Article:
'Menacing, marauding, lurking'....these were the descriptions on the local news as images of large sharks flashed across the tv screen. Watching with my Mother, I couldn't help myself blurt out: "oh, that's just ridiculous - they shouldn't use language like that to make us fearful - the sharks are just there because they live in the ocean - they don't hunt humans." But my Mum was upset. "How can you let your children go out surfing when there are such dangerous creatures around?".
My Mother is one of the vast majority who tend to respond from pure emotion when told shocking and biased news from the media...it takes time and patient explanation to try to balance the story with the real background...
|It's important to be aware of the real facts when it comes to sharks.|
A shark 'attacked' a boogy boarder just a few days earlier leaving him fighting for life in hospital and the incident took place only a couple of hours from where we live. The media was on high alert. Here was a convenient, excitement filled story that could instil fear and paranoia about risks we have no control over - a great distraction from the multitudes of causes of death and suffering caused by our own behaviour (think ecological collapse, health epidemics caused by poor lifestyle choices and starvation caused by inequality for starters!).
Pacha and Yani were entered in a surf contest nearby and, while a little nervous, didn't hesitate to jump into the ocean to do what they loved. The contest organisers put the competition on hold while helicopters and jetskis patrolled the area to chase away any sharks, and competitors were interviewed by TV and radio crews and argued with each other about what should be done.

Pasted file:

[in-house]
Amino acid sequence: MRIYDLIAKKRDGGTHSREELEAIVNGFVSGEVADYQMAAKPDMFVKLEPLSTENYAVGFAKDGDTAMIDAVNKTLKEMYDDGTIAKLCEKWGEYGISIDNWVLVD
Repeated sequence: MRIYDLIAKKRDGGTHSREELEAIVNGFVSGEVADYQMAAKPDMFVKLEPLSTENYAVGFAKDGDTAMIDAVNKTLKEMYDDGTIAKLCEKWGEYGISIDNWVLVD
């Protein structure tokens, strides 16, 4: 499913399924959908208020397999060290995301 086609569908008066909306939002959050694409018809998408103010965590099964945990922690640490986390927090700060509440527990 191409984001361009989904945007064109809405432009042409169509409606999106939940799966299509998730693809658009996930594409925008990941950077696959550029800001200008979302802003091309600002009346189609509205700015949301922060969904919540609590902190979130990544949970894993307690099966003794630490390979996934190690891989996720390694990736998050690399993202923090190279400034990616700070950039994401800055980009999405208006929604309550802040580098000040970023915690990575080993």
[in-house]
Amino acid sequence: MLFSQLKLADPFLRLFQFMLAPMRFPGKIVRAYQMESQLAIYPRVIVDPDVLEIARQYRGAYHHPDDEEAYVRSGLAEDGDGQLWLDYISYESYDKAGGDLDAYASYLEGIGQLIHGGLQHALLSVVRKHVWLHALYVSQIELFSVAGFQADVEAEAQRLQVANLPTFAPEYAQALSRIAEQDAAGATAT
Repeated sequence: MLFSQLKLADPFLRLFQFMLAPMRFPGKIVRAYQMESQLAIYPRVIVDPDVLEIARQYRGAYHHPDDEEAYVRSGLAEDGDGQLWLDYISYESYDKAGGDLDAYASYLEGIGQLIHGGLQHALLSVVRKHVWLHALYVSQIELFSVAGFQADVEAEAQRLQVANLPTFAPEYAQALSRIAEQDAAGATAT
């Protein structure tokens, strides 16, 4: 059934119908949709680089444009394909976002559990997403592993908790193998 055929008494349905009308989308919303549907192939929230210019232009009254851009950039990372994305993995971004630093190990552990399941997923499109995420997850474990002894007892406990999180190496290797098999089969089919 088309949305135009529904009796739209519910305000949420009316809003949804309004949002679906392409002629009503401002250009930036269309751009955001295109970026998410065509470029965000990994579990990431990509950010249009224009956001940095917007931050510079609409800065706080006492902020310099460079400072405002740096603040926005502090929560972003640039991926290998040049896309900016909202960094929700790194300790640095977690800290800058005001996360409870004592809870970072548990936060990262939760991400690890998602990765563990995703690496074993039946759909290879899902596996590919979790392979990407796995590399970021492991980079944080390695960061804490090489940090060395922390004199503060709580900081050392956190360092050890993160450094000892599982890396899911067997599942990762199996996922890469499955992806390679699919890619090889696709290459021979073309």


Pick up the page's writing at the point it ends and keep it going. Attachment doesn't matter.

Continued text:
I felt so proud to hear Pacha describe a debate she had with an older boy who said the sharks should be killed. Pacha retorted; 'But more people are killed by coconuts than sharks! We are entering their territory, it's the risk that we as surfers have to accept everytime we go in the water - we should have respect for them!' Her passion was clear and a small crowd gathered to see her eventually 'win' the argument.
The truth is that sharks don't really like the taste of humans - but, being hungry (with fish stocks depleted by industrial over-fishing), sometimes they mistake humans for seals - or a glint of colour or flashing jewellery lures them like bait to take a 'nibble'. As a result sharks killed 12 people last year - but humans kill around 100 million sharks annually.
|My mother with 'Molly' - stays onshore!|
For me, the larger picture comes back to our human dilemma where fear of the natural world has so often driven us in efforts to control and subjugate all living things. Fear - closing people to real life; priming us to becoming obedient consumers - replacing the dwindling sense of connection and trust in this miraculous planet with 'stuff'.
As a Mother of course I worry for my children - and it's perfectly natural that my Mother also worries for her grandchildren - but the reality is that we took a far greater risk driving the car to reach the surf competition than splashing into the big blue sea to surf!
|Pacha's surfing - full of joy, sharks or no sharks!|